Archive for May, 2019

The Other Mother

I am reposting my favorite post ever. It’s called “The Other Mother,” and it still makes me cry when I read it. Those feelings are always there, and always raw.

She watches mothers, constantly, and is fascinated by their sheer volume. She wonders if she will ever take up that much space again? She feels smaller than she used to, less a presence in the outside world, but more a presence in her own home. She feels dependent; on schedules, routines, the refrigerator, her child’s mood. She feels depended on for sheer life. She wonders what would happen if she were no longer here, and she worries about it. She knows kids can survive without mothers, but what about these kids? What about her kid? She wants to download all the information about her child from her brain to something else – just in case.

She watches mothers, on the playground, at the grocery store, and at school, wondering if they are even aware of mothers like her. What must their lives be like? She pictures their households, and pictures an easy life. Not easy as in simple, but easy as in normal. Are those mothers blissfully unaware of mothers like her? She reminds herself not to judge her insides by someone else’s outsides (she read that somewhere), but she can’t help but wonder what that normalcy must be like. Not normal in terms of her child being not normal, but normal in terms of just being a typical, average family. She gets lost sometimes in the added layers of complication of their lives; the trying to find the after-school activity that promises the largest chance of success for her child, the hope of her child finding a playmate that might become a real friend.

She watches mothers, and she reminds herself she wouldn’t change one thing about her child (he is perfect) save the chance to make things easier for him. It’s not that she doesn’t want him to learn the tough lessons, but rather that she wishes he didn’t have to learn so many of them. Where’s the equity? Why do these kids, already challenged, have to be challenged so much more? That’s what makes her cry.

She watches mothers, with a feeling she can’t quite describe building in her heart. It’s not envy, judgment, anger, self-pity or sadness. It’s distance. She feels on the fringe. She imagines that’s how her child feels most of the time, and that disturbs her most of all.

May 12, 2019 at 10:45 am Leave a comment

The Calm After the Storm

So things have settled down a bit. C is doing pretty well even though his room looks like a toxic waste dump. I just try not to look in there very often. It seems to work fairly well.

I admit, I’ve kind of given up and let go to some extent. I still make him come back downstairs and clean up the mess he leaves in the kitchen, but unless I remind him of each step multiple times, about 75% of them don’t happen. He still wants to spend his entire paycheck on Pokemon related things five minutes after said paycheck hits his bank account. I’m not sure what else we can do at this point to turn him into a fiscally responsible adult beyond our requirement that he save 50% of his money in an untouchable account. He still binges way too late at night, which is not good for his war-torn belly, but it seems to irritate me more that he’s so obliviously loud when doing so than the fact that he’s eating at 11 p.m. Yet I continue to have concerns about his health.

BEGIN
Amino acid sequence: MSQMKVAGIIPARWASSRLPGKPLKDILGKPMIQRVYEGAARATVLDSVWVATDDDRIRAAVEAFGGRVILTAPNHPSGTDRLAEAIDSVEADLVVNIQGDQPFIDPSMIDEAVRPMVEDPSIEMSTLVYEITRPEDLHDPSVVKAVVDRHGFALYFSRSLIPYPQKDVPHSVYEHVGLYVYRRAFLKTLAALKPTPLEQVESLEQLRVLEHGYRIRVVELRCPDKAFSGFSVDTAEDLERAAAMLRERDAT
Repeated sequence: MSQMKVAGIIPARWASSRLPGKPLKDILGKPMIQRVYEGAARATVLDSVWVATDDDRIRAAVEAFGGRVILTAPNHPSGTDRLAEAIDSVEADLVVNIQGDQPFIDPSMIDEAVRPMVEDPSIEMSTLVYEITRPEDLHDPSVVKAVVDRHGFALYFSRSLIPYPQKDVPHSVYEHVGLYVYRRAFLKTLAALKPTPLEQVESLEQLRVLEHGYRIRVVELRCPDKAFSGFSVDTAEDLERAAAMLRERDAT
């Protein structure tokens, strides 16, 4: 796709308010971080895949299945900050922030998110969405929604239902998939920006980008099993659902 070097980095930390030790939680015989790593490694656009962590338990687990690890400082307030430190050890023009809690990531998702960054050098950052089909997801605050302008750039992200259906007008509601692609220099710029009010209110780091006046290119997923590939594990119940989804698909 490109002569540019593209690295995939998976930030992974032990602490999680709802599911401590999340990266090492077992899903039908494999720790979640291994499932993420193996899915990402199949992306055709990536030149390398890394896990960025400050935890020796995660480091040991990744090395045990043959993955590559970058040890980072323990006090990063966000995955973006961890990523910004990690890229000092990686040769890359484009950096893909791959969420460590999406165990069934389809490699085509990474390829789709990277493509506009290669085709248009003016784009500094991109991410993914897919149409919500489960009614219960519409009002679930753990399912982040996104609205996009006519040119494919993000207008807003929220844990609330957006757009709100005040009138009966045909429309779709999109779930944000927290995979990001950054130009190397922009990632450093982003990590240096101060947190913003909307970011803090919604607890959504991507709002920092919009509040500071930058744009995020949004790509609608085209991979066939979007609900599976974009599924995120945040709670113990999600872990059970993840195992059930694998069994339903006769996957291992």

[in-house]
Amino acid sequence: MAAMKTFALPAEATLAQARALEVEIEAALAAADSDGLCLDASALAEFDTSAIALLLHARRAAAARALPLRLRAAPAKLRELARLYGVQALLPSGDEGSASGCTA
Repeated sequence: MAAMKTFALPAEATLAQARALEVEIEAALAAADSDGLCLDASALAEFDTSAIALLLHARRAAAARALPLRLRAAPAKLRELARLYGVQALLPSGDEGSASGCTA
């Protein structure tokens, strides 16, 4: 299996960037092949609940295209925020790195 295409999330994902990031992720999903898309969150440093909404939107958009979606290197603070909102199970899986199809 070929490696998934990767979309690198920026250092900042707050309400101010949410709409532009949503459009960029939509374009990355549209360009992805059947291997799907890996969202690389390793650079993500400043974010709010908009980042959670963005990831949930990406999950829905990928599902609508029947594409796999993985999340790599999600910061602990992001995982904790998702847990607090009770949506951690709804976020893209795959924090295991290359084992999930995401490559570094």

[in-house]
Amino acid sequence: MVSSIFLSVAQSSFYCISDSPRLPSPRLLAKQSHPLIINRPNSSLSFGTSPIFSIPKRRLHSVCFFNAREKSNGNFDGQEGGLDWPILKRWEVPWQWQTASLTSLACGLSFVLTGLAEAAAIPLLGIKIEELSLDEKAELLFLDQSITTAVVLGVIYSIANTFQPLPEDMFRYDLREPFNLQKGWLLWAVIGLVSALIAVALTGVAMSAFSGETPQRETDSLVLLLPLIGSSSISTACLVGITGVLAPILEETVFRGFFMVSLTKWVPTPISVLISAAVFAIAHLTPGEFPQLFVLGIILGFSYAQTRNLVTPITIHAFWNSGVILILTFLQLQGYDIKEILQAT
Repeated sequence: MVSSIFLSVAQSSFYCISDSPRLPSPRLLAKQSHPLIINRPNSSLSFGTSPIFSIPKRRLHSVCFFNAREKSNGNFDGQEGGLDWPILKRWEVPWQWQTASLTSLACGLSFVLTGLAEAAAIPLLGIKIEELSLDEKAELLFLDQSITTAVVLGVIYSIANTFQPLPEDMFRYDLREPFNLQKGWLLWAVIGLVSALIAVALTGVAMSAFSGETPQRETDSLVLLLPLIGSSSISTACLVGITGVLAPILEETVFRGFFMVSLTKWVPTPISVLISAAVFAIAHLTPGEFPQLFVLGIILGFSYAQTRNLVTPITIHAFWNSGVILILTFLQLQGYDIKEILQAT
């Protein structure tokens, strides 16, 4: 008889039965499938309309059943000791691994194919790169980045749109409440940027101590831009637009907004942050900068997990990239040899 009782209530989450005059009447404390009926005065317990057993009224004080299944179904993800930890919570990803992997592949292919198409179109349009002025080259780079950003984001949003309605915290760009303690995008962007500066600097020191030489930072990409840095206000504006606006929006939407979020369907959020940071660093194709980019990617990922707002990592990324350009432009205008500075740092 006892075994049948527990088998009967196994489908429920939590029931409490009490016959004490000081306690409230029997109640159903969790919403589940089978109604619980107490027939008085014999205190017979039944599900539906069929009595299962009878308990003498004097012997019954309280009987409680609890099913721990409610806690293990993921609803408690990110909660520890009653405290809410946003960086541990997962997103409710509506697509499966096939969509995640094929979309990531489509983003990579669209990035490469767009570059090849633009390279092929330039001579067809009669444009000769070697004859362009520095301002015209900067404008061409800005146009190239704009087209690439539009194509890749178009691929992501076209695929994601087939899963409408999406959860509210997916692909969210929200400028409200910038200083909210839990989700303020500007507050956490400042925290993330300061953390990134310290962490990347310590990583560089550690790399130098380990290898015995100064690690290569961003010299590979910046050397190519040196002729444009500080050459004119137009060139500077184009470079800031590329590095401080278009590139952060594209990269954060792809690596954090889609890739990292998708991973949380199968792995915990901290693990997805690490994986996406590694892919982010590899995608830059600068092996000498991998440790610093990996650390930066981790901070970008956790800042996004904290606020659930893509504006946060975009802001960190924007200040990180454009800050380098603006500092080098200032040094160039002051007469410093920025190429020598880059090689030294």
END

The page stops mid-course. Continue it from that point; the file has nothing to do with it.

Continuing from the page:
This is just who C is, and while I know this, I find it difficult to accept. What bugs me even more, however, is that our job as parents (in my opinion) is to prepare a child to be a functioning adult – have we done that? I’m not so sure, which is probably why I hang onto an urge to parent C. I find it a myth that parenting stops at 18 years old, but I also doubt the level of change *I* can bring about in C’s life at this point. I see stories about adult children living at home, needing their parents too much, and ultimately failing at many areas in their lives, and I make the mistake of reading the comments on those stories…bad move on my part. The little voice in my head starts asking what else I can do, what else I should do, what else I need to do.

Because ultimately, I want C to be independent (or I want him to be able to move out – it depends on the day how I word this goal). And not just independent, but safely, happily, and successfully so. Frankly, I’m not sure which of these, if any, can actually happen. And my mind goes back to him being my job and all the things he needs help with, and ugh, it’s a vicious cycle.

Then I remind myself I’ve done my best. I’ve done all the things. I’ve given it my 100% for C’s whole life. And I pat myself on the back a little bit and focus on the thing I can actually do, which is take care of myself and try to heal from the years and years of stress, drama, and pain. It is all I can really do, and probably the sooner I accept that little fact, the better off I’ll be.

May 1, 2019 at 8:22 pm 1 comment


It’s all autism, all the time.

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